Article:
From Peter Thiel's "Zero to One" comes a comparison of the biotech and IT industries in which he presents a table contrasting the strategies and pitfalls of biotech vs IT. Thiel has said some odd things about chemistry and biotech before, so I was bracing myself for encountering some naiveté in his book.
To my surprise the book largely makes for very thought-provoking and generally reasonable reading, even if you may not agree with all of Thiel's contrarian streak. It's rather refreshing to see him point some sharpened accusatory fingers at the current climate of technological optimism which equates things like globalization and Twitter with genuine technological breakthroughs (somewhat disingenuously but understandably he gives Facebook a free pass). Thiel's candidates for those rare soaring successes which truly changed the human condition are the Apollo program and the Manhattan project - while these do fit the description, he seems to ignore the fact that both of them were fueled by two wars and an intense fear of the Nazis and the Soviets, not exactly the kind of alignment of planets that comes around often and on demand.
However his recommendations for building successful technology-based startups, while easier said than implemented, do seem to have some important ingredients for genuinely groundbreaking developments in the field. And here's his comparison of biotech with tech.
I actually agree with most of the contrast here except for a few things. The biotech approach is indeed 'indefinite and random' but it's not because we scientists actually enjoy throwing balls randomly at the wall - it's mostly because a lot of the 'definite and rational' approaches that we have tried over the last twenty years have worked in fits and starts at best. Biotech and drug discovery are too complex to be left to any one kind of approach so one has to try every possible strategy, from the ultra rational to the completely blind.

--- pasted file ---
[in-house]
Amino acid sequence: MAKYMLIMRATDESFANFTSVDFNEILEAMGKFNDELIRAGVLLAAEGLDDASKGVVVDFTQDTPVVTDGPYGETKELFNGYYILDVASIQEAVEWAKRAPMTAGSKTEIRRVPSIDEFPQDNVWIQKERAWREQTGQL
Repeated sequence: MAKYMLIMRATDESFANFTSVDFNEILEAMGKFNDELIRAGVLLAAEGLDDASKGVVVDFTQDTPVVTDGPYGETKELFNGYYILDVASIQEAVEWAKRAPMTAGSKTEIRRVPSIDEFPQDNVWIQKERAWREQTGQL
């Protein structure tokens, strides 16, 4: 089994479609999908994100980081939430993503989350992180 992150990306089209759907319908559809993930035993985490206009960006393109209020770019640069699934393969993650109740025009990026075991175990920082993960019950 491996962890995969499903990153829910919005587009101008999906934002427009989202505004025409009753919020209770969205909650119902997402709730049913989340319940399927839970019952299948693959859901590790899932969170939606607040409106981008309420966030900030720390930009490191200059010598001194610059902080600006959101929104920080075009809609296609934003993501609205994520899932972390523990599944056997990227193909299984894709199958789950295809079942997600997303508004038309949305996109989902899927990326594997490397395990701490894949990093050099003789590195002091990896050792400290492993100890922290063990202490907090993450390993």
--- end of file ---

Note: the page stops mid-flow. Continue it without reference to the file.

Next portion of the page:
I also resent Thiel's comparison of 'committed entrepreneurial hackers' in software with 'high-salaried, unaligned lab drones' in biotech and find it to be simplistic and smug: it's far easier to be a committed entrepreneurial hacker in IT, precisely because of the reasons cited above in the table - the possibility of success in a well-understood, relatively cheap and artificially engineered system. Similarly it's not like people are actively trying to shy away from the committed hacker model in biotech; it's because all the other factors listed above - heavy regulation, lack of funding and unrealistic, sky-high valuations, the fundamental complexity of biological systems etc. - simply make it harder for one to be so.
Nevertheless as illustrated below, there is a grain of truth in Thiel's diagnosis of many biotech and pharma companies. For some reason the pharmaceutical industry has lost the kind of frontier spirit that once infused it and which is now largely the province of swashbuckling Silicon Valley inhabitants. Whatever the hurdles and naiveté intrinsic to this spirit, it doesn't seem unreasonable to imagine that the industry could benefit from a bit more can-do, put-all-your-chips-on-the-table, entrepreneurial kind of spirit. It's something to ponder.